Say it with me, T-A-S-M-A-N-I-A-N whisky — an expression from 'down-under'! The Lark distillery is located in the town of Hobart, Tasmania, and only produces a little over 14,000 liters annually. This was a bottle I had to track down, but with the help of Lark's Master Distiller, Chris Thomson, I was able to special order a bottle towards the end of 2012. Lark is a unique whisky from Tasmania, that uses a specially developed Tasmanian barley and smoked using locally cultivated peat — yes, you ready that right bog heads, Tasmanian peat! The provenance of the ingredients in combination with the maturation in 100 liter Port Quarter Casks creates a whisky that is sweet and fruity, while a smokiness wafts around the edges. I had planned on reviewing the Cask Strength Lark during my Christmas break, but a sudden outbreak of the flu brought to our house by visiting family put off my plans until February of this year.
You would think Tasmanian whisky would be more prolific worldwide, considering Australia opened their first distillery in 1822, a full year before the Excise Act of 1823 which allowed for the first legal distilling in the United Kingdom. If not for the governor of Van Diemans Land the original European name for Tasmania) forcing early distillers out of business in the early 1830's, and outlawing distilling outright in 1839, it's possible that development of whiskies from the southern hemisphere could have paralleled Scotch whisky. Distilling in Tasmania wasn't again allowed until 1901, but the changes to the law still required distillers to use a still with a minimum 2700 liter (713 US gallons) capacity.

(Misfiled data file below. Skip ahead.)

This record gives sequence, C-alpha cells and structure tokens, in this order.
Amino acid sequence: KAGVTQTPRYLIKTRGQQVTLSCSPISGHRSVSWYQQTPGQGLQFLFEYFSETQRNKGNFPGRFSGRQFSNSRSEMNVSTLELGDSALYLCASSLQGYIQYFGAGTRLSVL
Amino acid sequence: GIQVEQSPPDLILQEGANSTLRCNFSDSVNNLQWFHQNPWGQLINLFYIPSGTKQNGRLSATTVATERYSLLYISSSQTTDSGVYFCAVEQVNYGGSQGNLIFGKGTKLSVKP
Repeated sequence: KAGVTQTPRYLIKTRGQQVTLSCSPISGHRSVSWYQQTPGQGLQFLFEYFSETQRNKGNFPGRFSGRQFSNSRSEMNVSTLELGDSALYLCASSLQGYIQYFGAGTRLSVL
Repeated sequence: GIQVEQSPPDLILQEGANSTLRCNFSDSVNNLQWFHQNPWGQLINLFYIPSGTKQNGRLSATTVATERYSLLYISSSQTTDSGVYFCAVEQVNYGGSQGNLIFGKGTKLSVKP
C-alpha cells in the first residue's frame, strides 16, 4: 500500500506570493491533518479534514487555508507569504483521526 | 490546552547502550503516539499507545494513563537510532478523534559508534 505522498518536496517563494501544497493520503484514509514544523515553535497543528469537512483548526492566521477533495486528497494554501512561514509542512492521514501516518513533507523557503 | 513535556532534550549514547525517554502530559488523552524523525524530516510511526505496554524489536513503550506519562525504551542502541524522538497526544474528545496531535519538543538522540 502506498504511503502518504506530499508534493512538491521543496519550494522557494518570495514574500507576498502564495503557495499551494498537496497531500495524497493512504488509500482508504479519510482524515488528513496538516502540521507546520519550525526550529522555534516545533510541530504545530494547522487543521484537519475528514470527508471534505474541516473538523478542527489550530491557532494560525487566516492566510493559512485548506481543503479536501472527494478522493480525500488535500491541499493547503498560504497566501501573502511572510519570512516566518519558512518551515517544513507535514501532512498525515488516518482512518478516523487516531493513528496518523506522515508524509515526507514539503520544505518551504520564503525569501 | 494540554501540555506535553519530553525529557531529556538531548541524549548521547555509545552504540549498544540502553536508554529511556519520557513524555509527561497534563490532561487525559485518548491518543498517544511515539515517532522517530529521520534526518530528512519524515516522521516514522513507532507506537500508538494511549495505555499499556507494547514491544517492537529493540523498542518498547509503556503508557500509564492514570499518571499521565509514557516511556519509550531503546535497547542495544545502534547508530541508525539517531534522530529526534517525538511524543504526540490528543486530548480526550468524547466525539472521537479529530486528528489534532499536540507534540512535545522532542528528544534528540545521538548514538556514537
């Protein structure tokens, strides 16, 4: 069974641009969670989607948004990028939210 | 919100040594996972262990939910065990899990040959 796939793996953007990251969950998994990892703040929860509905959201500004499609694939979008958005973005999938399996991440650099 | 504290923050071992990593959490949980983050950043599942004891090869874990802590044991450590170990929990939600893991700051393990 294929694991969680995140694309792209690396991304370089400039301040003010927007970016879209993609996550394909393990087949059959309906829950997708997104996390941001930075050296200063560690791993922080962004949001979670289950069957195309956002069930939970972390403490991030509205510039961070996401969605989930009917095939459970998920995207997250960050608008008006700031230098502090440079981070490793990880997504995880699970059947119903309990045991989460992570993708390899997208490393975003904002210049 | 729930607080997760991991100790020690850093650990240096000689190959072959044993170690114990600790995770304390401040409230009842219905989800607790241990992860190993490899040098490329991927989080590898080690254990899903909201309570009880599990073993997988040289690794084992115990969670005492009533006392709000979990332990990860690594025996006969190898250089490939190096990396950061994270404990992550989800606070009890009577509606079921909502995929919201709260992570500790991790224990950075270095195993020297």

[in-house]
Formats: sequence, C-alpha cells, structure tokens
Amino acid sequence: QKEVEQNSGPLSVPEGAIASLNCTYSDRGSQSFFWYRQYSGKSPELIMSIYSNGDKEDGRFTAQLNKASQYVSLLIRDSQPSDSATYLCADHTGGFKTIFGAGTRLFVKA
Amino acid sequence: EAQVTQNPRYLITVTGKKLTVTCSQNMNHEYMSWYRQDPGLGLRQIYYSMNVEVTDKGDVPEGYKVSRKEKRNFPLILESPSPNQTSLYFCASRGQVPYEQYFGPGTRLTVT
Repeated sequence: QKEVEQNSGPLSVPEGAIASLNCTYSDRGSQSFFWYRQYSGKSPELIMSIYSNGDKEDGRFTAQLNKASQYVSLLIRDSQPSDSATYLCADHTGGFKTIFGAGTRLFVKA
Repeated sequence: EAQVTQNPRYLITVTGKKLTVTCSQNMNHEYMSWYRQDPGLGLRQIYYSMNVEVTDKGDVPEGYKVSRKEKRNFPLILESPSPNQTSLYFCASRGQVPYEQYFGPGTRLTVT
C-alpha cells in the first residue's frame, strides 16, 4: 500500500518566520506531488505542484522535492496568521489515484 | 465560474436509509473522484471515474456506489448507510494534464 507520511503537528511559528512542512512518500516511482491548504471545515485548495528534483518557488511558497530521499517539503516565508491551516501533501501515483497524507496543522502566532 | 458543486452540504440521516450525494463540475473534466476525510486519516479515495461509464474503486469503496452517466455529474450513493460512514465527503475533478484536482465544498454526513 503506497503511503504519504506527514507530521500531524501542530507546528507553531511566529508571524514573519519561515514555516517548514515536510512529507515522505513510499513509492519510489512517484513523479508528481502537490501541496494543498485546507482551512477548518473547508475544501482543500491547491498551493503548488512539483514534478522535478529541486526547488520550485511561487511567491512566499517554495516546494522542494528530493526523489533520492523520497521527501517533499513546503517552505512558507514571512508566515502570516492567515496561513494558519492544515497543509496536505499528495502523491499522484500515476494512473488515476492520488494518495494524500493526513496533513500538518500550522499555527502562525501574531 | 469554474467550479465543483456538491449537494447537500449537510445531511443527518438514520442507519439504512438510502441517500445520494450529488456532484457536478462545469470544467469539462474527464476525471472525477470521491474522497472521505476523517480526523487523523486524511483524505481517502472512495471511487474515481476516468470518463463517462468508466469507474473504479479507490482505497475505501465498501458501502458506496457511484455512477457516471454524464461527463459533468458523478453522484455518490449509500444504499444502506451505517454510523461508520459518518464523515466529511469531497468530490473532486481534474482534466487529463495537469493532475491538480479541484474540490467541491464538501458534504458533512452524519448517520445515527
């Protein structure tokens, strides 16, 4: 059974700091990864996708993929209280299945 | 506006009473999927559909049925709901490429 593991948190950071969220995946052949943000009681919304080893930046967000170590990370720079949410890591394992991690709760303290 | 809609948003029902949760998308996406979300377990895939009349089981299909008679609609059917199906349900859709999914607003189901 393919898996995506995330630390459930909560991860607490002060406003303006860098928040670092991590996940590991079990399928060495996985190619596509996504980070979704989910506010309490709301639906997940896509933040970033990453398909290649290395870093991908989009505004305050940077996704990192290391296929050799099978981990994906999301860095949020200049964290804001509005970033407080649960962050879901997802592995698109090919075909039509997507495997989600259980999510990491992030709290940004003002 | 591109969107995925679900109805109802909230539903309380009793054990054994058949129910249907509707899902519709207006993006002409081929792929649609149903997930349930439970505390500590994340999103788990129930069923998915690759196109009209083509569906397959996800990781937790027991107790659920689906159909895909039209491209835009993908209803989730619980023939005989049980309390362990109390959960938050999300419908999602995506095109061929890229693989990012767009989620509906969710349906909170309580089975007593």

It wasn't until 1989, when William Lark took to lobbying local politicians and embarking on a legal battle, that steps were taken to relax the oppressive regulations on distilling and Lark Distillery opened — 150 years after the last legal distillery in Tasmania went silent.
Opens with fresh grass and orchard fruits, dripping in a vanilla and honey coating with a slight nutmeg-infused raisin note that lingers in the background. The nose bears a similarity to Penderyn's Maderia cask, but its composite is far more balanced as the notes well orchestrated rather than fighting for dominance. I was expecting more from the Port cask, but overall a solid opening.
Orchard fruits abound; a highly intoxicating cornucopia of apples and pears mixed with a subtle amount ginger. Again, the malt drips rich vanilla off the palate allowing this big, oily whisky to seek out and cover every inch of your mouth. The smokiness isn't forward in this malt, it's not a big peaty whisky, and perhaps that is due to the source of the peat. Instead, the smoke makes its presence known at the end â€” like a magician pulling his cape from atop a stand to show the audience a smoke filled space where the fruits were once present.
A long, lingering, spicy finish you'd normally experience with an Ardbeg or Balcones Brimstone, but without the peat or BBQ aftertaste. Fantastic!
I have to hand it to the team at Lark, this is a big whisky, and one I look forward to trying again and again.